For many centuries, animals and crops were produced and consumed within the same farm unit. Livestock manure, used as fertilizer and fuel, contributed to the self-sufficiency of most farms. However, in the 20th century, many farms began focusing on either livestock or crops as opposed to both. Also during this time, advances in manure-handling, treatment and disposal techniques were developed with the intention of storing and diluting the highly-concentrated nutrients before releasing it into the environment. Many current manure management techniques such as lagoon storage are only temporary relief for a long range problem. Livestock manure remains a major cause of water pollution and the difficulties of animal manure management represent significant challenges to farmers, planners, scientists and regulatory agencies of the 21st century. However, animal manure has high energy yield and profit potential if used as fertilizer, fuel, and feed. A combination of two or more of these topics may economize farm management and contribute to environmental quality. These topics are: [Read more…]
How could there be so much waste within the food industry and what can we do about it? The report “Wasted: How America Is Losing Up to 40 Percent of Its Food from Farm to Fork to Landfill goes into great detail analyzing each segment of the food supply chain. I’ll hit the highlights but I encourage you to read the full study which is very well-written and easily digested by any reader.
I summarized the major facts in Waste Not, Want Not but wanted to share more on the types of loss and possible solutions at each step in the food supply chain.
Losses in farming fall under two categories: food never harvested and food that is lost between harvest and sale. Factors which affect whether food is harvested include pest damage, weather, market price, food scares such as salmonella, labor shortages, and consumer demand. “Feeding America estimates that more than 6 billion pounds of food goes unharvested or unsold every year.” [Read more…]
The report behind the post Waste Not, Want Not is both upsetting and exciting. On the one hand you have a very real, very depressing situation in America where we lose 40% of the food we grow and people are legitimately going hungry. On the other hand, knowing this problem exists and knowing there are solutions to reduce such waste is exciting because there are great possibilities for innovation within the food industry. The problems are known and the solutions are attainable. As well such innovation is favorable to nonprofits, governments, and businesses alike. Reducing waste saves money so improvements are likely to be widely accepted. I’d heard Dr. Giles mention how his plans for the proposed Rural System could improve efficiency so I decided to revisit the topic with him.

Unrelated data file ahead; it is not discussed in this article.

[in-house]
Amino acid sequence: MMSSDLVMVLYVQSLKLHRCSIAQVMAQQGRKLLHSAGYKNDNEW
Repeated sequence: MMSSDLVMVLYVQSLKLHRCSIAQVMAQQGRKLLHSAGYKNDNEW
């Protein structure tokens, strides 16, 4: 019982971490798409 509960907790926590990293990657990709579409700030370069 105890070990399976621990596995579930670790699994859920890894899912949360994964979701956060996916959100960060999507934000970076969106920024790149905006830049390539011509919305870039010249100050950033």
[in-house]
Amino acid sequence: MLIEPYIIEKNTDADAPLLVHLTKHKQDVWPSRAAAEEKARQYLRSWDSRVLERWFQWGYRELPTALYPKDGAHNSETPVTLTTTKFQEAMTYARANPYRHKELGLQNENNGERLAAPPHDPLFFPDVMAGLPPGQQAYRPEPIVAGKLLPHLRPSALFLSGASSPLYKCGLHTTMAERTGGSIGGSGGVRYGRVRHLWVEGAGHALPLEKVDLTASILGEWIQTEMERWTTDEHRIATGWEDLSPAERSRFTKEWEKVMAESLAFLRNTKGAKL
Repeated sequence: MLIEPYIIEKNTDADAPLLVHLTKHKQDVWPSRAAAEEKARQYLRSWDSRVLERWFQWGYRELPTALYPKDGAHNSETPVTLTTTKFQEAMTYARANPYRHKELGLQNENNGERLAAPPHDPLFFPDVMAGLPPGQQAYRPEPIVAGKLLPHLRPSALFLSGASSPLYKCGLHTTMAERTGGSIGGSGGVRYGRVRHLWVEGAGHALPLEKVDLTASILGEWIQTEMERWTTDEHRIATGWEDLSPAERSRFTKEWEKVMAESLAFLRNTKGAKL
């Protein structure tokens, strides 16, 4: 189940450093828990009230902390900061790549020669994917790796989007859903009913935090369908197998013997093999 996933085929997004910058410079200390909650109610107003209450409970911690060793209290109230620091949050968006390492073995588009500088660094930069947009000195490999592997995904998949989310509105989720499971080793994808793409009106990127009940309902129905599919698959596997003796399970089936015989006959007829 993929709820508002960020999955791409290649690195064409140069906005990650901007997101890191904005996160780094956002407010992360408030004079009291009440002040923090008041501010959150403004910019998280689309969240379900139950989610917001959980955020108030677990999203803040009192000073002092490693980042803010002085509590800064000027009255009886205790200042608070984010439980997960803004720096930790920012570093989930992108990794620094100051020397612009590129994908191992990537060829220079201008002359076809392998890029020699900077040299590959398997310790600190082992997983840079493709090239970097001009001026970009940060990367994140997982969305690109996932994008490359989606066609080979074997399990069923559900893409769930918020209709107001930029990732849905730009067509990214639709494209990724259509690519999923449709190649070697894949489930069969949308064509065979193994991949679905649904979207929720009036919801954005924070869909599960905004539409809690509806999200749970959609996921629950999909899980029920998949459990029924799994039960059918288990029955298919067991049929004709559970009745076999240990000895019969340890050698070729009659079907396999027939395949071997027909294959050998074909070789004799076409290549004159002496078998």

Me: Dr. Giles, I recently shared with you the report on food waste in America which you felt was disappointing though not surprising since you were already aware of the need for reducing waste. Can you tell me again how Rural System proposes to improve on this problem?
Dr. Giles: Absolutely, the concept of waste reduction is a central theme in Rural System. You see I’ve been saying for years that reducing waste (or “loss costs”) is the key to widening the profit margin in the future. Production, especially agriculturally speaking, has been pushed to threshold meaning there’s little room to improve further upon what we can produce. [Read more…]
This American idiom literally means that if you do not waste anything, you will have enough. In the US 49 million Americans (that’s 1 in 6) struggle with food security, and millions more suffer from the lack of quality, healthy food. The problem is not in our food production. We grow enough food to feed our citizens but according to a recent report, America is losing up to 40% of its food from farm to fork to landfill. We are wasting and we are left wanting. If you are skeptic about this number, please check out the statements from the USDA supporting these findings and their associated initiative, the US Food Waste Challenge.
Some of the hard-hitting facts in the report:
- 40% of food in the US goes uneaten, equivalent to 20lbs of food per person, per month.
- Getting food to our tables eats up 10% of the total US energy budget, uses 50% of US land, and swallows 80% of freshwater consumed in the US.
- Food saved by reducing losses by just 15 percent could feed more than 25 million Americans every year.
- The average American today wastes up to 50% more than Americans in the 1970’s. [Read more…]